The DC Food Policy Council just published the 2019 DC Food Economy Study. It is filled with interesting information about where our food comes from, and insights about where we are headed.
Read the study: https://dcfoodpolicycouncilorg.files.wordpress.com/2019/09/food-economy-study.pdf?mc_cid=b21fb5afb3&mc_eid=5f7b24b706
Regarding urban agriculture, the study states:
“…urban farms in the District should have more access to resources and support. Farms not only supply fresh food to other food businesses; they also create local jobs, activate green spaces, and often provide healthy food to the surrounding communities. Yet currently urban farms in the District struggle to navigate licensing and permitting, identify grants and resources, and access large contracts and buyers. In addition, there is insufficient data on the current offerings and sales of District farms, making it difficult to measure progress. The District will soon provide more assistance to urban farms through the newly created Office of Urban Agriculture in the Department of Energy and the Environment created by the Fiscal Year 2020 Budget Support Act.”
Anacostia Aquaponics Director Brian Filipowich appeared on the Growing with Fishes Podcast to discuss the upcoming national Putting Out Fruits Conference and other national activities.
Here’s how to access the podcast.
Podcast host Steve Raisner will be at the Conference, presenting on the newest advances in Insect and Pest Management, and partaking in an Aquaponic-Cannabis Production Panel.
We had a great visit to a VERY impressive aquaponic system at South Mountain MicroFARM in Boonsboro, MD.
This farm uses aquaponics for commercial crops like lettuce, which are sold locally. Aquaponics allows the farm to use only one-eighth of the land and one-tenth of the water as the same crops grown in soil!
A warm Washington, DC welcome to Professor Ayoola Akinwole (pictured right) from the University of Ibadan in Ibadan, Nigeria!
Professor Akinwole is here to take our Small-scale Aquaponics Training Course. While in town, we will also be visiting other aquaponics sites including South Mountain Microfarm, the University of Maryland Envi-Sci & Tech Department, Cultivate the City’s H Street Farms (pictured), IDEA Public Charter School, and maybe UDC.
After DC, Professor Akinwole will travel to Tennessee to view more aquaponics attractions.
Business Development was the last issue we identified at the Potomac Aquaponics Conference last Fall.
Commercial aquaponics ventures have high upfront costs, and must manage multiple sides of the business: fish and plants.
We identified municipal business development agencies, the USDA, and agriculture colleges as possible collaborators in developing the commercial side of aquaponics.
The aquaponics trailer was a highlight of the Potomac Aquaponics Conference.
This trailer is a mobile educational tool that travels all over Virginia, which is why it is the perfect example for the next issue we identified at the conference: Education & Outreach.
We need to teach more people about the benefits of aquaponics, so that more people enter the industry and consumers understand the benefits of aquaponics produce.
This will need to be a large effort undertaken by the entire aquaponics community.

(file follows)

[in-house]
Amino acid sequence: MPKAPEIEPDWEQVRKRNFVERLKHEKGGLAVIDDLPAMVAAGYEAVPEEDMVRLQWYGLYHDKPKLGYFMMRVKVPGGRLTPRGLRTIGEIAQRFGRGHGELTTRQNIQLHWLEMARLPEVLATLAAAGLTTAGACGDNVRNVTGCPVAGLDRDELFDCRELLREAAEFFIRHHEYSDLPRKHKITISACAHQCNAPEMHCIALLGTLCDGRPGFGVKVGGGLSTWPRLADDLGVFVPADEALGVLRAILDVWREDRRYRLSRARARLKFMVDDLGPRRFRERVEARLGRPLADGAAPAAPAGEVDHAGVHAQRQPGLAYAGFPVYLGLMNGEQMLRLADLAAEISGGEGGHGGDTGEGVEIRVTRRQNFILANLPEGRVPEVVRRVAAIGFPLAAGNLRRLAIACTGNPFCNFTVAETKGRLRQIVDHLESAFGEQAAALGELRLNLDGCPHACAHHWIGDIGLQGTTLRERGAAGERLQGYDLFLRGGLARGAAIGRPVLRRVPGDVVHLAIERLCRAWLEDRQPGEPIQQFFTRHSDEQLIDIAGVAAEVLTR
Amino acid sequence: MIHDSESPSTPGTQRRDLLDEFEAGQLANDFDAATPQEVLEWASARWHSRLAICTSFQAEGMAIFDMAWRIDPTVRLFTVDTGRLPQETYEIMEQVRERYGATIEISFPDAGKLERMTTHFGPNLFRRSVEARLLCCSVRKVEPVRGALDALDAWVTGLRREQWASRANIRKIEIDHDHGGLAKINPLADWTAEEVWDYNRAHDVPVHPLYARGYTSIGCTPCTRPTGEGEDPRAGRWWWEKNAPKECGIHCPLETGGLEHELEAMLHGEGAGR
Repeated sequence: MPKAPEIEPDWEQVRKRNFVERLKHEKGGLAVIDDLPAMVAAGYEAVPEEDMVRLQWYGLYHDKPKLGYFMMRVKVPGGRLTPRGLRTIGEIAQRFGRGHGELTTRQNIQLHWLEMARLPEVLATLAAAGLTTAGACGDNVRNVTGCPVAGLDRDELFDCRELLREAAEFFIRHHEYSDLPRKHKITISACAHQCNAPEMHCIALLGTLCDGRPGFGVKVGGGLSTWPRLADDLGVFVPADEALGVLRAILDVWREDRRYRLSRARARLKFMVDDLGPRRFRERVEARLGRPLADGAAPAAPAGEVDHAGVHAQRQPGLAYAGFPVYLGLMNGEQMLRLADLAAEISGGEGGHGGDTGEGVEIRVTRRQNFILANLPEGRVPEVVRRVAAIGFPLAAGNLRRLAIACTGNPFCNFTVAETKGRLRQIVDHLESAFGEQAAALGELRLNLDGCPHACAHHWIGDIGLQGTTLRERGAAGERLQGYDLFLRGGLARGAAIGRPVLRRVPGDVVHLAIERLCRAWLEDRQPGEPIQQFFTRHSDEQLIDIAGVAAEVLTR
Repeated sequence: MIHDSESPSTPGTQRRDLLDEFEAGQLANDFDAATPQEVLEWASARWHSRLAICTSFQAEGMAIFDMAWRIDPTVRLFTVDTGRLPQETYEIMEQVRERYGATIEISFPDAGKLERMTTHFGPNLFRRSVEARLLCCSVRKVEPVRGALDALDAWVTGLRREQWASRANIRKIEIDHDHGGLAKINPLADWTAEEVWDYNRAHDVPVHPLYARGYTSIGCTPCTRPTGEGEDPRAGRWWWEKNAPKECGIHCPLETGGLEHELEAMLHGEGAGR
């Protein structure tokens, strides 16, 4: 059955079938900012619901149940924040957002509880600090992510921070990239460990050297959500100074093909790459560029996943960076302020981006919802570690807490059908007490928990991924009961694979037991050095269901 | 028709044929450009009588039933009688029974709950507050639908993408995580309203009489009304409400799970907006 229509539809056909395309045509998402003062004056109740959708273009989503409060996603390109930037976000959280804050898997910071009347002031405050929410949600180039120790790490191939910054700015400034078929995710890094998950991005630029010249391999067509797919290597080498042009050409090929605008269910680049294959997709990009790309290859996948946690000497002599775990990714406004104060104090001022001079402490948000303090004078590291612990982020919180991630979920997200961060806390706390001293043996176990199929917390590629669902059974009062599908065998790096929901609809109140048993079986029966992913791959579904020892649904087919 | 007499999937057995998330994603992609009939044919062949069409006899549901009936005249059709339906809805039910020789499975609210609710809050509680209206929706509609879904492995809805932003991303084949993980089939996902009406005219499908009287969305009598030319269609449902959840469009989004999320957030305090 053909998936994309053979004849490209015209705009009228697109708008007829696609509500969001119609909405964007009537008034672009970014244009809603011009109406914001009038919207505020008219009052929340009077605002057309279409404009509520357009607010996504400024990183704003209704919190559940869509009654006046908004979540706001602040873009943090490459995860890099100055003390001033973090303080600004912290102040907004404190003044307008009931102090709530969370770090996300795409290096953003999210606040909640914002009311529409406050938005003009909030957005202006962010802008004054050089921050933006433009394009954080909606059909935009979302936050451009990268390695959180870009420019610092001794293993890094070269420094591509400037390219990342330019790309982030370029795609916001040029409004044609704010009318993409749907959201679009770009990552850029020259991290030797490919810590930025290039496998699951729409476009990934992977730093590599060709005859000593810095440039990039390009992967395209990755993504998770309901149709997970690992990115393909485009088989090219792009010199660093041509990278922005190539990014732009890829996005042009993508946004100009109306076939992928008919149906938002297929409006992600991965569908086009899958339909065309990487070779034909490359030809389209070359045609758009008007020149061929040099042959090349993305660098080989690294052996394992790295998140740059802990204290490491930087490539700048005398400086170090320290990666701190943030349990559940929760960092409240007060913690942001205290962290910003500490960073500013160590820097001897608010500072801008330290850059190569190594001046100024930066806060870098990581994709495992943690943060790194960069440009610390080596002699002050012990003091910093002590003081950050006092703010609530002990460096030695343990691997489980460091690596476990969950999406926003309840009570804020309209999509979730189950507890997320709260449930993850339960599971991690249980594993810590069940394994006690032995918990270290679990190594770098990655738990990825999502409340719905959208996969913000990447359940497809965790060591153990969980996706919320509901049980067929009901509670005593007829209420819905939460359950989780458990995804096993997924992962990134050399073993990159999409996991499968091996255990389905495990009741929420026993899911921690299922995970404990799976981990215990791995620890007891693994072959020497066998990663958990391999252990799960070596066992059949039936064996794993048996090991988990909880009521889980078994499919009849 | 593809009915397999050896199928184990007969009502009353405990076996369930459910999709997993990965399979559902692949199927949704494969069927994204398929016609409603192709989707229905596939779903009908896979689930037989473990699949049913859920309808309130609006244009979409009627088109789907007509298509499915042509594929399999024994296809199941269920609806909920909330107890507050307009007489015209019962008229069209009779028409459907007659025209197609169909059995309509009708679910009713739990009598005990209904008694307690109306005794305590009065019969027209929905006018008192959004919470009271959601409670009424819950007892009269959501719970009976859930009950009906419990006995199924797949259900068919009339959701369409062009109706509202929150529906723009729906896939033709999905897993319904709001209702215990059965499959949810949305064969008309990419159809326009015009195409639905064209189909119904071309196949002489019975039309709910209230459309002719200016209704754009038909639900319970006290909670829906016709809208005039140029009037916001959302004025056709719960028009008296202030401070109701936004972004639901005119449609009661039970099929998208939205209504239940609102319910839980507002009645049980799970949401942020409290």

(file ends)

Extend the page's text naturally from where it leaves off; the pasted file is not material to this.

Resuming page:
Participants at the meeting identified three areas in which Potomac-region growers could advance aquaponics.
The first was food safety. We identified all the actors involved in aquaponics food safety, which turned out turned out to be a very long list! We identified:
- state departments of health,
- state departments of agriculture,
- the USDA,
- the FDA,
- fisheries, and
- third-party auditors
Coordination will be critical among these groups to ensure consistency, fairness, and efficiency in aquaponics food safety regulation.
Stay tuned for more from the Potomac Aquaponics Association.
Last Fall, Members of the Potomac Aquaponics Association met for a two-day conference to discuss advancing aquaponics in the Potomac region.
Represented at the meeting were: the national Aquaponics Association, the National Association of State Departments of Agriculture, the University of the District of Columbia, Virginia Cooperative Extension, Virginia Department of Game and Inland Fisheries, Virginia State University, Virginia Tech, and Anacostia Aquaponics DC LLC.
We identified three areas in which we could advance aquaponics in the Potomac region. Stay tuned for part 2!
The D.C. Environmental Education Consortium (DCEEC) recently hosted a Teachers’ Night at the U.S. Botanic Gardens. DC Teachers networked with local environmentally-focused organizations, and a great time was had by all!
Anacostia Aquaponics hosted an information table at the event and met many great teachers.
One of Anacostia Aquaponics’ goals is to incorporate aquaponics into DC STEM curriculum, as is already being done across the nation!
Classroom aquaponics is an approachable, scalable, engaging, multi-disciplinary learning tool.
An aquaponic system lends itself to learning across disciplines, particularly the NGSS focus in Physical Science, Life Science, Earth and Space Science, and Engineering Design. [Credit for aquaponics STEM quotes to Kevin Savage, Aquaponics Association; and Kieran Foran, Trifecta Ecosystems]
We had a great time at the Rooting DC Urban Ag Forum this past Saturday. Here are some pics from the Info Fair, including Ian Harris and daughter Nevaeh Charisma Harris at the Anacostia Aquaponics table.
Here is the Anacostia Aquaponics presentation from the forum: Rooting DC 2019